The chant “Long Live International Solidarity” signed the pasalubong I was given as I moved on to my domestic placement site. Don’t forget us and don’t keep fighting they said. And I moved on toward life here in Southern California. Learning more and having to struggle out the realities once again of my privilege but also learning more bout the ever worsening human rights situation.

Building upon my experiences in 2012, during my first month long exposure to the Philippines. Where I was challenged, approached my media, and shared text with my batch mates who were serving in the country.

Now back in the country of my passport, we all were in the same county. Struggling out what it meant to act in solidarity here. Again, struggling out my privilege, thankful for a community that continued to hold me accountable and who challenged me to further use it to bring the voices of the forgotten into spaces where they would be heard. And a community that sat with me while I cried, processed, and learned the ways to explain things to do just that.

I learned how to lobby my legislators by some baptism by fire moments of lobby visits early on, was given opportunities to speak and share of our work with others who just knew me as a missionary. And learned to how to explain the struggles and realities of the poor, the peasants, The Lumad, the workers of the Philippines to people across the country. There were lots of trial and error experiences, but all met with collective assessment and continued encouragement to learn from my mistakes but to trust my calling and continue on.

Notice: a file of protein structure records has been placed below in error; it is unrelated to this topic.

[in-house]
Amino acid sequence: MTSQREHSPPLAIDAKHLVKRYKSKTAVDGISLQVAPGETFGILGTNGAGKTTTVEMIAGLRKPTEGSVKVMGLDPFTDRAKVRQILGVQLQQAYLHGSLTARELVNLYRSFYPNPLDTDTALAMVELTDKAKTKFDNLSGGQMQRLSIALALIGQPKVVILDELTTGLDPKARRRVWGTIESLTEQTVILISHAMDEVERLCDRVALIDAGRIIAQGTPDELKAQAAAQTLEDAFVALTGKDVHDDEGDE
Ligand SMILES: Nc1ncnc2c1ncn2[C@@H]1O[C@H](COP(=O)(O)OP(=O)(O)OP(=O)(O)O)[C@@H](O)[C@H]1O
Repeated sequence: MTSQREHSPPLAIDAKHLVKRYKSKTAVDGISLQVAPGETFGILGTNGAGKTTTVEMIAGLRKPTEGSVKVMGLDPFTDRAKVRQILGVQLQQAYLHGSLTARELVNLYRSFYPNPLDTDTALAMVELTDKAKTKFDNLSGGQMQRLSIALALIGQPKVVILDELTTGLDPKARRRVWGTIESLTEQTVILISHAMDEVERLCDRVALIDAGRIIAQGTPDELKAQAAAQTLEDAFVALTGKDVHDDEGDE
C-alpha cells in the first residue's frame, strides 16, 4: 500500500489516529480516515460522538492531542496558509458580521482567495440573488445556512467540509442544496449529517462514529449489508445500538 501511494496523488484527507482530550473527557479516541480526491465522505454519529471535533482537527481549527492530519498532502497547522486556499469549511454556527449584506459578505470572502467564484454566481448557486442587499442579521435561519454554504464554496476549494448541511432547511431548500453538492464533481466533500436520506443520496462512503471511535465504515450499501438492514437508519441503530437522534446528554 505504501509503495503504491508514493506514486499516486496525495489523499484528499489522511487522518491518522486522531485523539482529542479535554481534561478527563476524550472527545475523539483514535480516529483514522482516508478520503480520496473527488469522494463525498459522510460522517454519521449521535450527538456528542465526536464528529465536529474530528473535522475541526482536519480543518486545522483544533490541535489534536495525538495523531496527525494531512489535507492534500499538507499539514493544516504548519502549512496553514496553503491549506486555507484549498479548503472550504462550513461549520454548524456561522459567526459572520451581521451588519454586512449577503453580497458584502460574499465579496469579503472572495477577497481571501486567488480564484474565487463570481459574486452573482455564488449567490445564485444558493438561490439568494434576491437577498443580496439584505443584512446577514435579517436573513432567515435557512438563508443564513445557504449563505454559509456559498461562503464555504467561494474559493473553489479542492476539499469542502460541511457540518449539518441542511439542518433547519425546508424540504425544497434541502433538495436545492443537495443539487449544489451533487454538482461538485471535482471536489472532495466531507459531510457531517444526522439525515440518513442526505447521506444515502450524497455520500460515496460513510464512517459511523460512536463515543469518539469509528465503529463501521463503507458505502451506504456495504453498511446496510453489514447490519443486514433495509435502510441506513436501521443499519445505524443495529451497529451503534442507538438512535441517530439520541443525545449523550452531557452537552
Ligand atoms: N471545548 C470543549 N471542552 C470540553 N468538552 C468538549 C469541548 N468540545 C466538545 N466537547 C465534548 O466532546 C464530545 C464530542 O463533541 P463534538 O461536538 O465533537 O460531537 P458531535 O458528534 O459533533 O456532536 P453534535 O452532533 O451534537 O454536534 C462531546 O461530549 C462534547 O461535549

Now years later, Long Live International Solidarity has become not just a chant we say a rallies with others but a life calling. A calling that has left my heart in Asia, especially in the Philippines. As one member of the church i preached at on Sunday said, “For years, others have been trying to tell me about the Philippines and I’ve said I don’t want to know because I cant care about another social justice issue, i have enough already. But after hearing you I realize, I have to care because we are all connected.”

That to me is just that chant. We all can and should be passionate about certain issues but also we are all connected and that is the International Solidarity, supporting each other in whatever ways we can.

As I continue to process my calling spending time intentionally listening to God, through important conversations with members of my community. My calling becomes ever clearer, its to return to the country where my heart found its home. Living in International Solidarity and why the timeline and logistics continue to begin to work out. In ways that will not harm either the community i am leaving or the one I will eventually be entering. Im going to live out the Chant louder each day.

Challenging others who look like me out of their comfort zone, educating the community by opening doors for migrant workers, the victims of human rights abuses, and those people can chose otherwise to just ‘pretend’ aren’t on the margins.